|The interesting little building is vised between larger structures.
Philip McDowell, known popularly in newspapers as "Phil," listed his profession as "cigar and liquor merchant." To be more specific, he was the proprietor of the Foghorn Tavern at No. 214 Ninth Avenue, one of the oldest in the city.
Born in New York City of immigrant parents in 1840, he was educated in the public schools. As a teenager he entered the Union Army, serving on the staff of General George McClellan. At just 24 years old he opened the Foghorn Tavern in 1864. The New York Times later said it "quickly became the headquarters for politicians of every grade."
As his success grew, McDowell lavished money on his saloon's interiors. He purchased valuable paintings and statuary for the tavern, which The Evening World later said "became the fashionable resort of the west side, and was popular with Chester A. Arthur, Cornelius Van Cott, Fred Gibbs, the Beglins, and the other Republican politicians."
Like so many of his regular patrons, he involved himself in politics; first becoming a member of Tammany Hall, then an independent Democrat and finally a Republican.
In 1889, having amassed a substantial personal fortune, McDowell tried his hand at speculative real estate. He purchased the old brick house at No. 43 South Fifth Avenue, built around 1810, and hired architect Mortimer C. Merritt to design a modest commercial structure to replace it.
As the building was rising, the colorful Philip McDowell set off for his annual pilgrimage to Ireland where he owned a home. On June 13 1889 The Sun announced, in somewhat tongue-in-cheek reporting, "Col. McDowell has the records to prove the fact that he is a descendant of one of the Irish Kings and that he has a right to a seat on the throne...Col. McDowell is a Tammanyite of high feather in the Thirteenth District Committee, and the members of the committee will be treated handsomely if he becomes Kind of Ireland.
McDowell's building was completed in 1890. His choice of architects had made sense, since Merritt specialized in business buildings. For this project he blended two popular styles, Queen Anne and neo-Grec. The three-story building was completed in 1890 and, despite its relatively small scale, it held its own among the loft buildings around it with its striking design.
The two floors of brick above the cast iron store front overflowed with creative detail. Spandrel panes of dog-tooth brick separated the second and third floors. Single incised lines within the piers, coupled with rough-cut stones that smacked of capitals, implied pilasters. An elaborate pressed metal cornice and parapet crowned the the building. But it was the keystones of the third floor that took center stage. Their totally unexpected designs took the shape of a fox or wolf, a dog, and a lion.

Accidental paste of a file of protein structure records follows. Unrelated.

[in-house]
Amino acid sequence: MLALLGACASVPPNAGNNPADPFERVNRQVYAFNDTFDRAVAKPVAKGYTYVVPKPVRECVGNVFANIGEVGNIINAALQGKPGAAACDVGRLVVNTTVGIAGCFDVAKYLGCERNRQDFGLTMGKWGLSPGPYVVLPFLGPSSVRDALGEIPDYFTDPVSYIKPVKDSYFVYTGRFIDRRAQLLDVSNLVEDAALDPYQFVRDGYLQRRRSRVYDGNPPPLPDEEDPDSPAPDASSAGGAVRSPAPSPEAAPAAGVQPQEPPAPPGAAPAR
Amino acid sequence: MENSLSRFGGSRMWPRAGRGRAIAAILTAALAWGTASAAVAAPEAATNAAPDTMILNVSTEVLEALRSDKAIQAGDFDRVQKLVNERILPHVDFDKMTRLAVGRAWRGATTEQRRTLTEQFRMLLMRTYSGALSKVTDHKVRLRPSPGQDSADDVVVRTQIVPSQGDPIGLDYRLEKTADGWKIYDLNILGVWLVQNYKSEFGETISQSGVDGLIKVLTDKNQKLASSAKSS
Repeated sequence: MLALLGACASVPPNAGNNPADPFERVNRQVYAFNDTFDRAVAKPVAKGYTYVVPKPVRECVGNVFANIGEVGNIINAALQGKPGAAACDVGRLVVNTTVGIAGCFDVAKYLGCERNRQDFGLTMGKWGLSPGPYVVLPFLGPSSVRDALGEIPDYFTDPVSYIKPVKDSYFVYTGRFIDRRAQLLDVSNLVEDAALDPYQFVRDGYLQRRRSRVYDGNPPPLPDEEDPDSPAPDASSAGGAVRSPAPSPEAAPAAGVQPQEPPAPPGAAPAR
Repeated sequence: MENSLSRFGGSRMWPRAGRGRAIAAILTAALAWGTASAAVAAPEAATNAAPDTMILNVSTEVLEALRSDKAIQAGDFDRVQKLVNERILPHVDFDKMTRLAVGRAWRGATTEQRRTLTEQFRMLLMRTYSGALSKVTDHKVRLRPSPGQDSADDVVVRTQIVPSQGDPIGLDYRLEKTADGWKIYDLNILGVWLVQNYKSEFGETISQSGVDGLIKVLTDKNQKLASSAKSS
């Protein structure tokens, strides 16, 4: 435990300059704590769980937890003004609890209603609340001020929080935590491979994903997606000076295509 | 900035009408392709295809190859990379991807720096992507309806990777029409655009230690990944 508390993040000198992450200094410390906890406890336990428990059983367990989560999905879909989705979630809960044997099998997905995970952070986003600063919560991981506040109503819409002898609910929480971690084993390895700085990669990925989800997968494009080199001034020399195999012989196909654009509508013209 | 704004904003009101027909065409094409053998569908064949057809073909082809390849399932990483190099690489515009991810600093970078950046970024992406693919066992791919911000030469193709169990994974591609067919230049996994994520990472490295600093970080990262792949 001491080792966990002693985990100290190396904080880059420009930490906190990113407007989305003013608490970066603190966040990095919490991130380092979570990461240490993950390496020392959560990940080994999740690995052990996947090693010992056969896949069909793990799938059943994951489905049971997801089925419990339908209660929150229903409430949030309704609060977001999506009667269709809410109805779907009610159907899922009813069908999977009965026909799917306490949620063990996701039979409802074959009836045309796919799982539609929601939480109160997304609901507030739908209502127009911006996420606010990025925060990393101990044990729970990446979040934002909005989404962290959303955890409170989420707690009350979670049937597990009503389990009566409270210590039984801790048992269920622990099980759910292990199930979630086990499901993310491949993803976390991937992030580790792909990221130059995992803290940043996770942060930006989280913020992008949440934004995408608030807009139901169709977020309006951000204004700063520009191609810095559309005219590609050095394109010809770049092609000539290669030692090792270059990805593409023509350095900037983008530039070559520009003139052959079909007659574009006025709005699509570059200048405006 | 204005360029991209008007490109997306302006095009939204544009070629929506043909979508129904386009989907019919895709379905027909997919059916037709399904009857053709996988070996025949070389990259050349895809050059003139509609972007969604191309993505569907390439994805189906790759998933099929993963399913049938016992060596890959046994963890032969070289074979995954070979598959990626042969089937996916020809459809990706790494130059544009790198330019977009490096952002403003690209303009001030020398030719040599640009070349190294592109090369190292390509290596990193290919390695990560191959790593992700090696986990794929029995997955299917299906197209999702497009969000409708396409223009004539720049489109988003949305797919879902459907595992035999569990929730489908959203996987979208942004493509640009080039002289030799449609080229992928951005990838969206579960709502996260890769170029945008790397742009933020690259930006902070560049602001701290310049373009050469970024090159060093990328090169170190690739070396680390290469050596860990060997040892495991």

|The floppy-eared dog seems a bit out of place between two fierce beasts.
Perhaps the first tenant in the building was the Pickerton Detective Agency, which made its headquarters here at least by July 1892.
Within a year of his office building being completed McDowell showed signs of mental unbalance. Friends first noticed it early in 1893 when the 52-year old life-long bachelor claimed he had purchased the Brooklyn Tabernacle (he had not). His brother, James, had him taken to the Bloomingdale Asylum on May 8 after he was diagnosed with paresis--a form of dementia often caused by advanced syphilis.
As with all alleged cases of insanity, especially those involving the wealthy, an "inquisition" was ordered. The procedure was to intended to prevent family members from fraudulently committing sane relatives to get control of their money. McDowell's case was presented to a jury on May 15. The Sun reported "Many friends of his were in court." What ensued was a violent and dramatic scene.
Jurors listened to testimonies while McDowell was guarded by two "keepers" from the asylum. "Suddenly McDowell, who had been as quiet as a lamb, jumped up and ran like a deer for the street," reported The New York Times. "He was captured near the front door by the keepers."
He screamed "Let me go! Let me go! I'm not crazy. This is a conspiracy to kill me," and insisted his confinement was "a put up job."
Judge McAdam, who had known McDowell personally for 40 years, directed that he be returned to the Bloomingdale Asylum. But, said The Sun, "the two attendants from that asylum had a heavy job put upon them. McDowell, who is short, is strongly built. He fought all the way to the Supreme Court floor, and the court attendants had to assist in his removal."
Declared insane by the courts, McDowell was committed and his brother took over the management of his estate, including the Foghorn Tavern and the South Fifth Avenue building.
Philip McDowell's stay in the insane asylum would not be especially long. He died on October 4, 1894. His funeral was held in the Foghorn Tavern four days later.
The many friends and politicians present during the funeral were no doubt shocked five months later when Agnes N. McDowell sued to have James McDowell removed as administrator of his brother's estate. She claimed to be the wife of Philip McDowell.
She told the court on March 27, 1895 "that James McDowell has known for years that she was the wife of his brother." The enterprising woman managed only to hold up the process and in the end James inherited his brother's entire estate.
In 1897 South Fifth Avenue was renamed West Broadway. James McDowell continued to manage what was now No. 141 West Broadway along with the Foghorn Tavern. One Midwestern newspaper commented that from the tavern alone he "made more money than he could spend."